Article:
JON SOPEL: You're not answering the question.

NICK CLEGG: ... no, it's a difficult and ambiguous case in which government lawyers then dragged their feet and the judge said, it was unacceptable that the government should have done so. My view is that the government has appealed and that appeal should be allowed to, to proceed. That is my view.

JON SOPEL: So, you think that they are better off being in this country or not.

NICK CLEGG: I think the reasons why they fled the Taliban are perfectly understandable. If, if in the '70s a plane-load of people who were fighting against the Soviet Union had left Moscow and landed in Stansted, I wonder what our reaction would have been. I'm just saying that this is a much more complicated case than some of the rhetoric has suggested.

JON SOPEL: A lot of people see it as a very straight forward case and will judge that you know, for all the talk of tough liberalism, you still can't give a straight answer to ...

NICK CLEGG: Well you tell me, do you want to send people who are fleeing a heinous regime like the Taliban, back to their deaths. Do you want to do that? Does Tony Blair want to be there - does any British decent citizen want to send people back to torture and murder of course not. This is, I mean this - the degree to which this debate has collapsed in to a complete sort of rant against judges and the Human Rights Act, I think shows quite how far it has degenerated.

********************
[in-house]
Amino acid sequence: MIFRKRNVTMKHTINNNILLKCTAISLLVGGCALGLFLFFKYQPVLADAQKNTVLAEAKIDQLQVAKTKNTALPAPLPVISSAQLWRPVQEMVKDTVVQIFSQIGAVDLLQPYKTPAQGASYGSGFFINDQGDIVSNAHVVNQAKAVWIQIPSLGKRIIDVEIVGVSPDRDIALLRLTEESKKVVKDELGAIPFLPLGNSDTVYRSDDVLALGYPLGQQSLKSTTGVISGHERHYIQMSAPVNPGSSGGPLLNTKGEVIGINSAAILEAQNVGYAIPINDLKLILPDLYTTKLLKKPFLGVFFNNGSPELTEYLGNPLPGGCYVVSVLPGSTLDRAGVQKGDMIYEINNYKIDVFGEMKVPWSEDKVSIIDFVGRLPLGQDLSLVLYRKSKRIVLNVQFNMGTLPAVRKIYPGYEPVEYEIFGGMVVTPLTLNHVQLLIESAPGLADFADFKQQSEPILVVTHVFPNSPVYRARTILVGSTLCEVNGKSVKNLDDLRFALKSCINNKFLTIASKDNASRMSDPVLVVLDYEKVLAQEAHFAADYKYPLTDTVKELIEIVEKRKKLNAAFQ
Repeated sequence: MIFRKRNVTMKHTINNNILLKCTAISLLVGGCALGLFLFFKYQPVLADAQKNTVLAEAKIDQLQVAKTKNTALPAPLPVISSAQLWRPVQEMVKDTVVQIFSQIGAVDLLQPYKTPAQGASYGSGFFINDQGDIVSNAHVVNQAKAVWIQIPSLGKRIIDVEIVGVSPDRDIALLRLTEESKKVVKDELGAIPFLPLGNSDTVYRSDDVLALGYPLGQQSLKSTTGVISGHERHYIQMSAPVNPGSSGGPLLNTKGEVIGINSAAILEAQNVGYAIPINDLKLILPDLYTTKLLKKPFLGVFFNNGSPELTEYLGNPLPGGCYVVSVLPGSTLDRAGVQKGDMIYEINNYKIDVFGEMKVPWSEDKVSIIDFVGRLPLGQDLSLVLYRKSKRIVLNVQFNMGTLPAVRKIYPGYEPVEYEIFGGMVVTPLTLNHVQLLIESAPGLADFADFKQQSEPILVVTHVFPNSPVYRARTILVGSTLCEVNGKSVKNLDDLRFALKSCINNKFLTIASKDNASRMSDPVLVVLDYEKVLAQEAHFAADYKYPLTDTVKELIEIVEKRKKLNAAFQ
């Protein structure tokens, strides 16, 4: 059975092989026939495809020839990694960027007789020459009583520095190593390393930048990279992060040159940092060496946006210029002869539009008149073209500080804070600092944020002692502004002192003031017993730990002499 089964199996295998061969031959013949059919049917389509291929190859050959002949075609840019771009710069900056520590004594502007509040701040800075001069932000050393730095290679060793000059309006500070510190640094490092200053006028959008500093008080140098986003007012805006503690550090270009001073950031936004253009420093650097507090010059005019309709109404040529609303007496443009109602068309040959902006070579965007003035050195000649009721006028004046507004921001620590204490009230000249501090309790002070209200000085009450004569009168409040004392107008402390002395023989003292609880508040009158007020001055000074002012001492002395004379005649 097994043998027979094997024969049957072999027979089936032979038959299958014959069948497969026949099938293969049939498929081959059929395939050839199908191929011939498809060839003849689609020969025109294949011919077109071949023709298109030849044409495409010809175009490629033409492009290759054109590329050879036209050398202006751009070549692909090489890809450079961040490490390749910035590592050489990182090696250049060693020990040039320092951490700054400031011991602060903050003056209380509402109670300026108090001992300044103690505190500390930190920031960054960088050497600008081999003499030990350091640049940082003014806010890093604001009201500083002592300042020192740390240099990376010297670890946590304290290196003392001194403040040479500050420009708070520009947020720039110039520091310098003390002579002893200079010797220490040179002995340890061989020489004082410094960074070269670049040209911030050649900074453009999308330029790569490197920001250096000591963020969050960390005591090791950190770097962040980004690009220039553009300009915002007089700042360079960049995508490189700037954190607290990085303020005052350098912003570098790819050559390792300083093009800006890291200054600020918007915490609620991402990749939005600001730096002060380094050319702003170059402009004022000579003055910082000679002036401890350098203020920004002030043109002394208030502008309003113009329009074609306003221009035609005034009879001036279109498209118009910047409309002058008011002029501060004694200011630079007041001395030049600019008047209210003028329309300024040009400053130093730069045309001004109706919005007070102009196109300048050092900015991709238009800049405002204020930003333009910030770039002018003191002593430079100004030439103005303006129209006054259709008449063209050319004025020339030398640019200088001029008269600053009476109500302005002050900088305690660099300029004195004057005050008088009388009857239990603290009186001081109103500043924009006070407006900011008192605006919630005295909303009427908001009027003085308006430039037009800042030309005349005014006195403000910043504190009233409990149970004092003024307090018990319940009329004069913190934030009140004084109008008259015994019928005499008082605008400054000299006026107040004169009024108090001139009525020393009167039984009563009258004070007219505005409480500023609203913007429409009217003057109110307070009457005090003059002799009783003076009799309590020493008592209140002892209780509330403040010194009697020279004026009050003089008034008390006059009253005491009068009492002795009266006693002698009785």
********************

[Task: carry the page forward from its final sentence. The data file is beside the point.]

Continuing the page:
JON SOPEL: Okay Nick Clegg. We must leave it there. Thank you very much indeed.

End of interview

Please note BBC Politics Show must be credited if any part of these transcripts are used.

NB:These transcripts were typed from a recording and not copied from original scripts.

Because of the possibility of mis-hearing and the difficulty, in some cases, of identifying individual speakers, the BBC cannot vouch for their accuracy.


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The next Politics Show will be on Sunday 04 June 2006 at 12.00pm on BBC One.